Sarton's dedication of Osiris to D E Smith
David Eugene Smith
Ph.D., LL.D., Sc.D.
Professor Emeritus in Teachers College,
Historian of Mathematics.
Founder of the History of Science Society.
Member of the International Academy of the History of Science.
Dear Dr Smith,
It is my fondest privilege as editor of this Volume to present it to you, in the name of the associate editors, and of thirty-six distinguished contributors: your colleagues, friends, and admirers, and many of them, your disciples.
The occasion of this Presentation is your seventy-sixth birthday which we all hope will be followed by a good many others as happy as this one.
The cause of this Presentation is your own wonderful activity extending over almost half a century.
Our purpose is to honour you as a teacher, author, editor, collector, organizer, Maecenas and friend - all of those diverse activities being centred upon the study of the History of Mathematics.
You have been one of the first teachers of the subject in America, and from the very beginning you took that teaching in very deep earnest. It was not for you an empty and frivolous "side-show" On the contrary, you gave to it at once and continued to give to it a good deal of your energy and enthusiasm, and gradually almost everything you did was directly or indirectly concerned with those studies. For example, you have travelled all over the world, visited every continent, the main nations of East and West, almost every centre of culture in the world, but wherever you went you remained first of all the Historian of Mathematics, and you never came hack empty-handed. Your library contains memorials - in the form of books, manuscripts and instruments - of every one of your journeys.
You have written a large number of papers and textbooks devoted to our studies, textbooks which are to-day among the main tools for the teaching of the History of Mathematics in the English-speaking world and even outside of it. The bibliography of these writings, printed below, speaks for itself.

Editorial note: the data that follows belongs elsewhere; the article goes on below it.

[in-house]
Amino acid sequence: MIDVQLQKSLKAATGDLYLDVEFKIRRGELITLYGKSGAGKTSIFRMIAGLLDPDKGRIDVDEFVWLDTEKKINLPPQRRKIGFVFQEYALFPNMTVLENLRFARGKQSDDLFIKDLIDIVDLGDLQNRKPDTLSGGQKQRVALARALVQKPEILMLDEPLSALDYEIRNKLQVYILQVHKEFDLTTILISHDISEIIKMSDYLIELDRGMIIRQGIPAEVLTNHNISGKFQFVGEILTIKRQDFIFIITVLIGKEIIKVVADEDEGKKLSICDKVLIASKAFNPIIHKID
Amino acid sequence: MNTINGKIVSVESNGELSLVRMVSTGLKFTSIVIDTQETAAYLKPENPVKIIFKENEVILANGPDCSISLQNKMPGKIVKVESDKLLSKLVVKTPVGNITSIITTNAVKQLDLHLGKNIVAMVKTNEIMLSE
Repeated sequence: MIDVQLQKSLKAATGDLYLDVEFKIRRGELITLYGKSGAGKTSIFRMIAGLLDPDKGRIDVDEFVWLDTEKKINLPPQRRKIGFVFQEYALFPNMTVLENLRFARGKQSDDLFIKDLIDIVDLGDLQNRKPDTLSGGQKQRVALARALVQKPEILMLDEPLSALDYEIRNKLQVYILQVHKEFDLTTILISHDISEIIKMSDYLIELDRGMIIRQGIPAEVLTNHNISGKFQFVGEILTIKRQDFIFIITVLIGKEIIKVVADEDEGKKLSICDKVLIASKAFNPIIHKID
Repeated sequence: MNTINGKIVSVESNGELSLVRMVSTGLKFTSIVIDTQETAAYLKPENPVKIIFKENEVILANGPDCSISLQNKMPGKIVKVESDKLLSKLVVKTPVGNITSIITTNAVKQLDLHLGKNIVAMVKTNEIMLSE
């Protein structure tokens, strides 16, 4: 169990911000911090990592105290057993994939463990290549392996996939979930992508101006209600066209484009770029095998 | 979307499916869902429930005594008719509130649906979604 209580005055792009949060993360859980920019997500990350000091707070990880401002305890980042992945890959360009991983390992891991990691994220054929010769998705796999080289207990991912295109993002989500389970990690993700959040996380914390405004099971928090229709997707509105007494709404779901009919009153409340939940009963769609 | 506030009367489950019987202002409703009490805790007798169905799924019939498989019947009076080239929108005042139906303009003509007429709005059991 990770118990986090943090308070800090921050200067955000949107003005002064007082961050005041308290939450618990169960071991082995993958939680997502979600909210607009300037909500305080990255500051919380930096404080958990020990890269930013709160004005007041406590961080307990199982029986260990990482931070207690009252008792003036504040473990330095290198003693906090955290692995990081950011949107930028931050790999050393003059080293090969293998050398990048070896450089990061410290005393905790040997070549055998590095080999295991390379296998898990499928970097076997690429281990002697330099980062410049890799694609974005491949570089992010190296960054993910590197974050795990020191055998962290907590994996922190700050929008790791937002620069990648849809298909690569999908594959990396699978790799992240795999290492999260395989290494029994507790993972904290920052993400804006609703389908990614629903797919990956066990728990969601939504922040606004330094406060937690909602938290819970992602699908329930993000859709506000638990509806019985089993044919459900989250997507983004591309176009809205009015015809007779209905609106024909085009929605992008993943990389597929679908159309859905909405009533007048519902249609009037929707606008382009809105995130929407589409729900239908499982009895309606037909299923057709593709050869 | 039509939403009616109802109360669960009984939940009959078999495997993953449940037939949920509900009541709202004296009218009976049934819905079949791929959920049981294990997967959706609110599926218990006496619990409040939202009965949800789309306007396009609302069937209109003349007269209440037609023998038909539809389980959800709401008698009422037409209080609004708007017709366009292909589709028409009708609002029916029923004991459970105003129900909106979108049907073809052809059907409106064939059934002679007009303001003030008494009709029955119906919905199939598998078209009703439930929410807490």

In 1923, you started a movement which led to the creation on January 12, 1924 of the 'History of Science Society', which has become by far the largest and the most important society of its kind in the world. Though a majority of its members are Americans, other members may he found in every civilised country. It is not too much to say that almost every scholar who is genuinely interested in the history of science is a member of that Society, which you created, and in addition to those individual scholars the main Libraries of the world are registered on its rolls.
Finally, in 1931, you presented to Columbia University the unique collection of books, manuscripts, medals, and instruments, illustrating the History of Mathematics to the building of which you had devoted forty years of your life. Thus your beneficent activities will continue forever, for the David Eugene Smith Library will remain a centre of information and of research the very presence of which will forward our beloved studies and stimulate the scholars of today - young or old - and those of to-morrow and forever afterward to make new efforts.
The great value of your Library and collection is proved in this very volume, for many contributions were prepared in its welcoming rooms, and other contributors obtained from it some of their best material.
In the name of every contributor to this Volume, I have the honour, dear Dr Smith, to present it to you, together with our best wishes, and the testimony of our admiration, gratitude and love.
Harvard Library, 185.
August 5, 1935.
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JOC/EFR April 2015
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